A COUNCIL accused of planning to offset an “ecological disaster” at a site where it plans to build 450 homes by improving the environment on the other side of town has pledged to work with environmental campaigners to overcome concerns.

Darlington Borough Council’s health and housing portfolio holder Councillor Kevin Nicholson said the authority’s plans to team up with a housing developer to build 450 homes off Neasham Road was still “in its infancy” and he wanted campaigners to help shape the proposals before the public consultation stage.

Cllr Nicholson was speaking after ecological studies of the proposed site commissioned by the authority found species affected would include lapwings, linnets, skylarks, tawny owls, hawks, kestrels, five species of bats, plus toads and newts.

The studies concluded the development would result in a “permanent net loss” of habitat and national policy stipulated developments must deliver “biodiversity net gain” elsewhere, where losses cannot be avoided or reduced at development sites.

Documents submitted with the application state to offset the biodiversity damage, the council had identified 6.7 hectares of fields used for cattle grazing off Staindrop Road, close to the A1(M) and a 2.1-hectare site off the A66 in the Hell Kettles Site of Special Scientific Interest Impact Risk Zone.

The report states land identified for use for biodiversity net gain purposes must be maintained for at least 30 years and that sites located close to the proposed development site must be prioritised above more distant ones.

It proposes the biodiversity net gain at Staindrop Road and Hell Kettles sites could include an increased area of native wet woodland, woodland belts to increase habitat connectivity and an expanded area of open water habitat with associated aquatic planting, more native grassland species and hedgerow planting.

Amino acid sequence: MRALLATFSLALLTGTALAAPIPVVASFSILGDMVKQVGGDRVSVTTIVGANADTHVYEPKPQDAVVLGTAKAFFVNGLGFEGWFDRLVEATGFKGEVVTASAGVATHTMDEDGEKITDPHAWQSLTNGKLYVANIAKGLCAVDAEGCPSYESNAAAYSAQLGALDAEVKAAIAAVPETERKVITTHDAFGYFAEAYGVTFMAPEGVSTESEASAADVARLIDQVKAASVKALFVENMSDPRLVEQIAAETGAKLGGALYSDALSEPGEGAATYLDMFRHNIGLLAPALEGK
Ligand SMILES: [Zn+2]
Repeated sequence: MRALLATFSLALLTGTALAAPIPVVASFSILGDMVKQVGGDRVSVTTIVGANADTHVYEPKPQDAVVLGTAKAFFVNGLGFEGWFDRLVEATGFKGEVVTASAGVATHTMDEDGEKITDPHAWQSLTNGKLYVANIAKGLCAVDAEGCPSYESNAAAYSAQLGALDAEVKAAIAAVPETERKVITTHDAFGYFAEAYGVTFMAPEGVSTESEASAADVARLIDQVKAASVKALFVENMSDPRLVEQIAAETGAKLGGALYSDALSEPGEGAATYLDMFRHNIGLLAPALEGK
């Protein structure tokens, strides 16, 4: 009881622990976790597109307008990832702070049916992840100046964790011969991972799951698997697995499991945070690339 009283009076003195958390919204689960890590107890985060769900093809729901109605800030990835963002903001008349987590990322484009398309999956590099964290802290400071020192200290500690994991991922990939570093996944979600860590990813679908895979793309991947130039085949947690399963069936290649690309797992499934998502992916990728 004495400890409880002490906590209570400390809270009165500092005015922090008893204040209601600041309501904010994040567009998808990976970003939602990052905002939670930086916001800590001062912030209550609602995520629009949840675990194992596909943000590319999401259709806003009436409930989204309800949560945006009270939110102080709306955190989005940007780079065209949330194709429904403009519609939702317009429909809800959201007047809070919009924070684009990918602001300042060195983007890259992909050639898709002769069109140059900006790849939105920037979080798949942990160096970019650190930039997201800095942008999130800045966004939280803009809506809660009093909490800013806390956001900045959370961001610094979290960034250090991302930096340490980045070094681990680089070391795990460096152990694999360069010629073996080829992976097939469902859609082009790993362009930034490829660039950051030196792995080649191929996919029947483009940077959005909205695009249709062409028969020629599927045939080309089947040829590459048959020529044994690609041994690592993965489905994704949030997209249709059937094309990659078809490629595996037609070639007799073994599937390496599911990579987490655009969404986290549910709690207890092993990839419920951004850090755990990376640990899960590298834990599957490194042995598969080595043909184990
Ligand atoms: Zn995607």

Campaigners said a proposal to relocate the livestock market to the same site had been rejected by the council on environmental grounds, but “an estate of hundreds of houses would be so much worse”.

One objector to the development, Shona Thomas, said it was scandalous that the council could “wreck the ecology of Darlington’s eastern suburbs and mitigate it by enhancing the already lush environs of the west end”.

Cllr Nicholson said he wanted to see wildlife enhanced in and around the Neasham Road site, which is close to Geneva Wood Local Nature Reserve and Brankin Moor, and he was committed to getting people’s views to influence the proposals ahead of a consultation.

He said the development, which is set to include 294 affordable homes, would help some of the 1,600 people on the authority’s waiting list for council houses.

Cllr Nicholson said: “I’m more than happy with people becoming involved with the plans before the consultation stage. Increasingly, the environment is a key priority for everybody.”